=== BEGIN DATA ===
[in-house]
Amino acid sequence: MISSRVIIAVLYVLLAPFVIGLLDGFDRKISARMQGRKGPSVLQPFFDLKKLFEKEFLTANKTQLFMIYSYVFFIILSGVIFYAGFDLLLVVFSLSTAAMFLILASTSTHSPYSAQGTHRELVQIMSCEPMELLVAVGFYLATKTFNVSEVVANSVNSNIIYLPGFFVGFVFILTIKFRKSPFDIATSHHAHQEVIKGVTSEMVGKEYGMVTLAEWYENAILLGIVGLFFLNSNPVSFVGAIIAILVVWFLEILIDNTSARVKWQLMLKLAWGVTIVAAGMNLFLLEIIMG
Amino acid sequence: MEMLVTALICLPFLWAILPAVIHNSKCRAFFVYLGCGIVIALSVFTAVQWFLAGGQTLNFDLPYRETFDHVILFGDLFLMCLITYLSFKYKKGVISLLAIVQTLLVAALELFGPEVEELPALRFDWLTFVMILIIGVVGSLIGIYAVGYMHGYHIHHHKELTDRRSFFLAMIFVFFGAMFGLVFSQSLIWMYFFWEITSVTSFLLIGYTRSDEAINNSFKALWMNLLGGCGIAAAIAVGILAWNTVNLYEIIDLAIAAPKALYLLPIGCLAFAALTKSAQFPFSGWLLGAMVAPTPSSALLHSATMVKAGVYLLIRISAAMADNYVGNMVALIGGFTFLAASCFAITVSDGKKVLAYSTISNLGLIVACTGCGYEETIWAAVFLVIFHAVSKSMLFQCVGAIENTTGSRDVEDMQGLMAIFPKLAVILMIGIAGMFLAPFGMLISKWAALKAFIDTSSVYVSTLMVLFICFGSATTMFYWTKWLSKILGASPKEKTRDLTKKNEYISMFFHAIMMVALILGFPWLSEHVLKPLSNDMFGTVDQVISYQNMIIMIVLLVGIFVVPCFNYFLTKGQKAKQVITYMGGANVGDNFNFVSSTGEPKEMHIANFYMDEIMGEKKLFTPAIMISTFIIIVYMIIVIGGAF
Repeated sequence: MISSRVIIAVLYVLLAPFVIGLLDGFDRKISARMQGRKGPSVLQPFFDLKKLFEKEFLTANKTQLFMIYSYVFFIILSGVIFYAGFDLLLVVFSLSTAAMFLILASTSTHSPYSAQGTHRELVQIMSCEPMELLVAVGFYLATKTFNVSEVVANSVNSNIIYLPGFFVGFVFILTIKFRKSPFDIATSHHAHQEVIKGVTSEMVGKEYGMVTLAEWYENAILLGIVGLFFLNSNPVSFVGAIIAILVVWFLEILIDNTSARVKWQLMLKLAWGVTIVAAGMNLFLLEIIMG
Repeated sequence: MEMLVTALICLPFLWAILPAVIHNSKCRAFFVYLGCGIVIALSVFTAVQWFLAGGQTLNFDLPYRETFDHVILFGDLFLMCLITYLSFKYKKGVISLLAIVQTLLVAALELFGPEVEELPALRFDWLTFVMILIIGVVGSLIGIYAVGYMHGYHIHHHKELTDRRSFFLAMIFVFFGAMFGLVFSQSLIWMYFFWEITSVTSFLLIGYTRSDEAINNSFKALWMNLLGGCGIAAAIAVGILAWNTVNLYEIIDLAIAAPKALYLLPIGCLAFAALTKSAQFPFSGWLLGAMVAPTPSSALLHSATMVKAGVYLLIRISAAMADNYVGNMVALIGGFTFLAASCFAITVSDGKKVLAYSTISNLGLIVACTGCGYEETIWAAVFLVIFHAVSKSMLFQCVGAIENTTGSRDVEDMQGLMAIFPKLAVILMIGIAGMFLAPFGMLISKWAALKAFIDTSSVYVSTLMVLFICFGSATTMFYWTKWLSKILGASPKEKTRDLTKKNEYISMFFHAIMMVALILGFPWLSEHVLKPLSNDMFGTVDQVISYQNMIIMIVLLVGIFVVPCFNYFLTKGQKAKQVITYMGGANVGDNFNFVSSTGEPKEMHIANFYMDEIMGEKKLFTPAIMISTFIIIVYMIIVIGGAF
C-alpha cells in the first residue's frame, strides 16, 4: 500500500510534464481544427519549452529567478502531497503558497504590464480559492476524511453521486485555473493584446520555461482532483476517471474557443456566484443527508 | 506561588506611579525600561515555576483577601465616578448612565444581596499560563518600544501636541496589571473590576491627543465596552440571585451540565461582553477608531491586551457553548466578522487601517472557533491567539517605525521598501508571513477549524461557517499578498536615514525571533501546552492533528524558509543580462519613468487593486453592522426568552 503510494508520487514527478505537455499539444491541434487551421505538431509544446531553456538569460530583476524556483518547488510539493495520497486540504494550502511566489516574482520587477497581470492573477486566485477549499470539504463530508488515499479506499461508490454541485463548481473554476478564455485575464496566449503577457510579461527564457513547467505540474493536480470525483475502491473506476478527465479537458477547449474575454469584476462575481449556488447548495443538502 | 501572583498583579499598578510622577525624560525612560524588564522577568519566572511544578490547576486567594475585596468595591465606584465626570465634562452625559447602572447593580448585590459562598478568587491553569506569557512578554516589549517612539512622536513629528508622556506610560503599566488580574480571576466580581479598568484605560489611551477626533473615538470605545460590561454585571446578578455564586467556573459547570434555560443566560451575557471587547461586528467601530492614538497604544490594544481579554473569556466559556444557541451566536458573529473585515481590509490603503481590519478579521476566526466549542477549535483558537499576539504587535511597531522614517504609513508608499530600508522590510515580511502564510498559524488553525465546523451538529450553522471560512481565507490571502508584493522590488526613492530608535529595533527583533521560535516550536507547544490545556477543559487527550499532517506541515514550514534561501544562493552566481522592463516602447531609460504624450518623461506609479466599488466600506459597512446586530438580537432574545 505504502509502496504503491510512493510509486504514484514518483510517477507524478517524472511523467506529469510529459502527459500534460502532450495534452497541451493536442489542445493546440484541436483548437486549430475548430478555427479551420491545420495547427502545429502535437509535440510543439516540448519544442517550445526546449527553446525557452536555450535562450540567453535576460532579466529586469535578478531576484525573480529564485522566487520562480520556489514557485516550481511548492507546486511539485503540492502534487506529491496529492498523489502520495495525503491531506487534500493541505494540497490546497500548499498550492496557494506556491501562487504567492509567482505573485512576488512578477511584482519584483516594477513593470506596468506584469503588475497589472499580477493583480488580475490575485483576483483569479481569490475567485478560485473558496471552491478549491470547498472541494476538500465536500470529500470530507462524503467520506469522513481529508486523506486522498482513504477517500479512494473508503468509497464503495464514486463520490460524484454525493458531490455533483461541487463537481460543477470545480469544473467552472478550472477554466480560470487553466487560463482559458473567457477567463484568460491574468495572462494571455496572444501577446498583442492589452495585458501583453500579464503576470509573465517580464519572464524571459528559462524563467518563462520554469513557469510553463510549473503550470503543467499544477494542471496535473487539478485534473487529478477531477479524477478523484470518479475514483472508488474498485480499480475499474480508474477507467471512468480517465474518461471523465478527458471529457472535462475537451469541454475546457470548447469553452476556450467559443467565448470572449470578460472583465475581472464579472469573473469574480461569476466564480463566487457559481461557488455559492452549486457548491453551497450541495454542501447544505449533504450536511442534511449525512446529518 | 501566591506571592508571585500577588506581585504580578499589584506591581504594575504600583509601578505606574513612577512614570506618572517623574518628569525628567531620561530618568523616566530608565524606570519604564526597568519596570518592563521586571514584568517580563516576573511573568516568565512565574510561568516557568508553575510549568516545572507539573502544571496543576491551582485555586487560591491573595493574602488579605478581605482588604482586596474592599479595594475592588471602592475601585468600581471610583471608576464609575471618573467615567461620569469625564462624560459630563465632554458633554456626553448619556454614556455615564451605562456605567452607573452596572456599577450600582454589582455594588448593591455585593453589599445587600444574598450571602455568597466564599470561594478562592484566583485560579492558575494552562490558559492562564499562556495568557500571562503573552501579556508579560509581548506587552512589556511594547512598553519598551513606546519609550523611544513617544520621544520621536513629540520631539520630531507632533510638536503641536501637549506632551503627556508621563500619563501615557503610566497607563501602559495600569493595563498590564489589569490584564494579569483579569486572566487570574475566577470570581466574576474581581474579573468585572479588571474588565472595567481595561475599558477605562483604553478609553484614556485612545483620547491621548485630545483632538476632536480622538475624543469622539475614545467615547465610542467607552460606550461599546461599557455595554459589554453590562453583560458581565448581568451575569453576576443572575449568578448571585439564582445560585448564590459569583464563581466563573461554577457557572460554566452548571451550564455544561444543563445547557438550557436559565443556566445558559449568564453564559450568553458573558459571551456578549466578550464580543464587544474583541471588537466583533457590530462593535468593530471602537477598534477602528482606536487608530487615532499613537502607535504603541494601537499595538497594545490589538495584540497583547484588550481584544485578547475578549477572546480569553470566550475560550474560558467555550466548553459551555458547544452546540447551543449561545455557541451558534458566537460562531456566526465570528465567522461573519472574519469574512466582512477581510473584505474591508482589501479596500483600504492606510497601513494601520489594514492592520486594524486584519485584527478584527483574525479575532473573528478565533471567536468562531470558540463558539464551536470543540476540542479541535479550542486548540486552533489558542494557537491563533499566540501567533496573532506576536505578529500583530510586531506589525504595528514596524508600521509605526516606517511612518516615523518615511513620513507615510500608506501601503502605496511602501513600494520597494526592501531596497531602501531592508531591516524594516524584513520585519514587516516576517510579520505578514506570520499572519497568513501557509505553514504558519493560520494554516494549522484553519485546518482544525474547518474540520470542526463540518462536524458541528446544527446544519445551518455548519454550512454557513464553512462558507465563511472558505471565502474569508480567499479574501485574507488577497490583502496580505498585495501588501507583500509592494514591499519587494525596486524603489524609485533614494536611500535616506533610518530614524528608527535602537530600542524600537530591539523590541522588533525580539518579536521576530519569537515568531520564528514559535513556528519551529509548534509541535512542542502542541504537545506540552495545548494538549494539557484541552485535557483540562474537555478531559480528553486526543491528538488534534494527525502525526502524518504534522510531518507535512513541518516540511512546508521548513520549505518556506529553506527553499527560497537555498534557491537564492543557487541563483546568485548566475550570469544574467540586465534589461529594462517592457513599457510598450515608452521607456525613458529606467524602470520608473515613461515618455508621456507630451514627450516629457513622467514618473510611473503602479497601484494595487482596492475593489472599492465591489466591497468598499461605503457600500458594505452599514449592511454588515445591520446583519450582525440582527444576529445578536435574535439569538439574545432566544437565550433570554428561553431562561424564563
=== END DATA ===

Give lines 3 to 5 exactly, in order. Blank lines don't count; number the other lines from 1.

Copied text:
Amino acid sequence: MEMLVTALICLPFLWAILPAVIHNSKCRAFFVYLGCGIVIALSVFTAVQWFLAGGQTLNFDLPYRETFDHVILFGDLFLMCLITYLSFKYKKGVISLLAIVQTLLVAALELFGPEVEELPALRFDWLTFVMILIIGVVGSLIGIYAVGYMHGYHIHHHKELTDRRSFFLAMIFVFFGAMFGLVFSQSLIWMYFFWEITSVTSFLLIGYTRSDEAINNSFKALWMNLLGGCGIAAAIAVGILAWNTVNLYEIIDLAIAAPKALYLLPIGCLAFAALTKSAQFPFSGWLLGAMVAPTPSSALLHSATMVKAGVYLLIRISAAMADNYVGNMVALIGGFTFLAASCFAITVSDGKKVLAYSTISNLGLIVACTGCGYEETIWAAVFLVIFHAVSKSMLFQCVGAIENTTGSRDVEDMQGLMAIFPKLAVILMIGIAGMFLAPFGMLISKWAALKAFIDTSSVYVSTLMVLFICFGSATTMFYWTKWLSKILGASPKEKTRDLTKKNEYISMFFHAIMMVALILGFPWLSEHVLKPLSNDMFGTVDQVISYQNMIIMIVLLVGIFVVPCFNYFLTKGQKAKQVITYMGGANVGDNFNFVSSTGEPKEMHIANFYMDEIMGEKKLFTPAIMISTFIIIVYMIIVIGGAF
Repeated sequence: MISSRVIIAVLYVLLAPFVIGLLDGFDRKISARMQGRKGPSVLQPFFDLKKLFEKEFLTANKTQLFMIYSYVFFIILSGVIFYAGFDLLLVVFSLSTAAMFLILASTSTHSPYSAQGTHRELVQIMSCEPMELLVAVGFYLATKTFNVSEVVANSVNSNIIYLPGFFVGFVFILTIKFRKSPFDIATSHHAHQEVIKGVTSEMVGKEYGMVTLAEWYENAILLGIVGLFFLNSNPVSFVGAIIAILVVWFLEILIDNTSARVKWQLMLKLAWGVTIVAAGMNLFLLEIIMG
Repeated sequence: MEMLVTALICLPFLWAILPAVIHNSKCRAFFVYLGCGIVIALSVFTAVQWFLAGGQTLNFDLPYRETFDHVILFGDLFLMCLITYLSFKYKKGVISLLAIVQTLLVAALELFGPEVEELPALRFDWLTFVMILIIGVVGSLIGIYAVGYMHGYHIHHHKELTDRRSFFLAMIFVFFGAMFGLVFSQSLIWMYFFWEITSVTSFLLIGYTRSDEAINNSFKALWMNLLGGCGIAAAIAVGILAWNTVNLYEIIDLAIAAPKALYLLPIGCLAFAALTKSAQFPFSGWLLGAMVAPTPSSALLHSATMVKAGVYLLIRISAAMADNYVGNMVALIGGFTFLAASCFAITVSDGKKVLAYSTISNLGLIVACTGCGYEETIWAAVFLVIFHAVSKSMLFQCVGAIENTTGSRDVEDMQGLMAIFPKLAVILMIGIAGMFLAPFGMLISKWAALKAFIDTSSVYVSTLMVLFICFGSATTMFYWTKWLSKILGASPKEKTRDLTKKNEYISMFFHAIMMVALILGFPWLSEHVLKPLSNDMFGTVDQVISYQNMIIMIVLLVGIFVVPCFNYFLTKGQKAKQVITYMGGANVGDNFNFVSSTGEPKEMHIANFYMDEIMGEKKLFTPAIMISTFIIIVYMIIVIGGAF